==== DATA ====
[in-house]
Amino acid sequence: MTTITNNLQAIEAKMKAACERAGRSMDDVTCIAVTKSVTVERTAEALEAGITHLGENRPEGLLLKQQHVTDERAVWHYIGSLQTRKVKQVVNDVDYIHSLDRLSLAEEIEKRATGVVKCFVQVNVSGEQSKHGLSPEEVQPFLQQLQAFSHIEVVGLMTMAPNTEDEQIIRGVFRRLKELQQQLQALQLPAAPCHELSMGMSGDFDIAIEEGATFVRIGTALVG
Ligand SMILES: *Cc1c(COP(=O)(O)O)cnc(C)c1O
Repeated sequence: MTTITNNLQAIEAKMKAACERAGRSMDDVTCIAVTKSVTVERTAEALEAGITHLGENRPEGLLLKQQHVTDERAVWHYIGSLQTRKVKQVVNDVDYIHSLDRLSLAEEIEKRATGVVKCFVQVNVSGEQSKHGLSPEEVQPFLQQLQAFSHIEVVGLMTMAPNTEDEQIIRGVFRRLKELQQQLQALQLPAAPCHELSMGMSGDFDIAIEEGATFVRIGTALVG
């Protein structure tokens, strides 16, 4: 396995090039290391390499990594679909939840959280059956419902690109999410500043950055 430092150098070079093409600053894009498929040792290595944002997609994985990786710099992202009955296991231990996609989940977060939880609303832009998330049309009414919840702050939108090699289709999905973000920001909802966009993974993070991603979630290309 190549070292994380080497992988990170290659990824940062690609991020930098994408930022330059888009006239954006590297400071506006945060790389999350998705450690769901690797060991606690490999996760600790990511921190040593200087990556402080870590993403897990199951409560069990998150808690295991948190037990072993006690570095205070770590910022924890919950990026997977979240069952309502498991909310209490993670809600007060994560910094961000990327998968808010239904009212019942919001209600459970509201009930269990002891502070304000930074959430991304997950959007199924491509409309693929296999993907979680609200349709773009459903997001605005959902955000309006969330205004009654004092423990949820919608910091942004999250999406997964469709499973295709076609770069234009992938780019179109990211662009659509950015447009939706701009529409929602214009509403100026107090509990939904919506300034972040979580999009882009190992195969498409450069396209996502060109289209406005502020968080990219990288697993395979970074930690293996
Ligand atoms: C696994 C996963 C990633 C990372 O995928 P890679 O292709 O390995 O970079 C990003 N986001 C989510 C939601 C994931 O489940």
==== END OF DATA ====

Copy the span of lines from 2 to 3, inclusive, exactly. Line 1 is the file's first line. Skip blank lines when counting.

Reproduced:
Amino acid sequence: MTTITNNLQAIEAKMKAACERAGRSMDDVTCIAVTKSVTVERTAEALEAGITHLGENRPEGLLLKQQHVTDERAVWHYIGSLQTRKVKQVVNDVDYIHSLDRLSLAEEIEKRATGVVKCFVQVNVSGEQSKHGLSPEEVQPFLQQLQAFSHIEVVGLMTMAPNTEDEQIIRGVFRRLKELQQQLQALQLPAAPCHELSMGMSGDFDIAIEEGATFVRIGTALVG
Ligand SMILES: *Cc1c(COP(=O)(O)O)cnc(C)c1O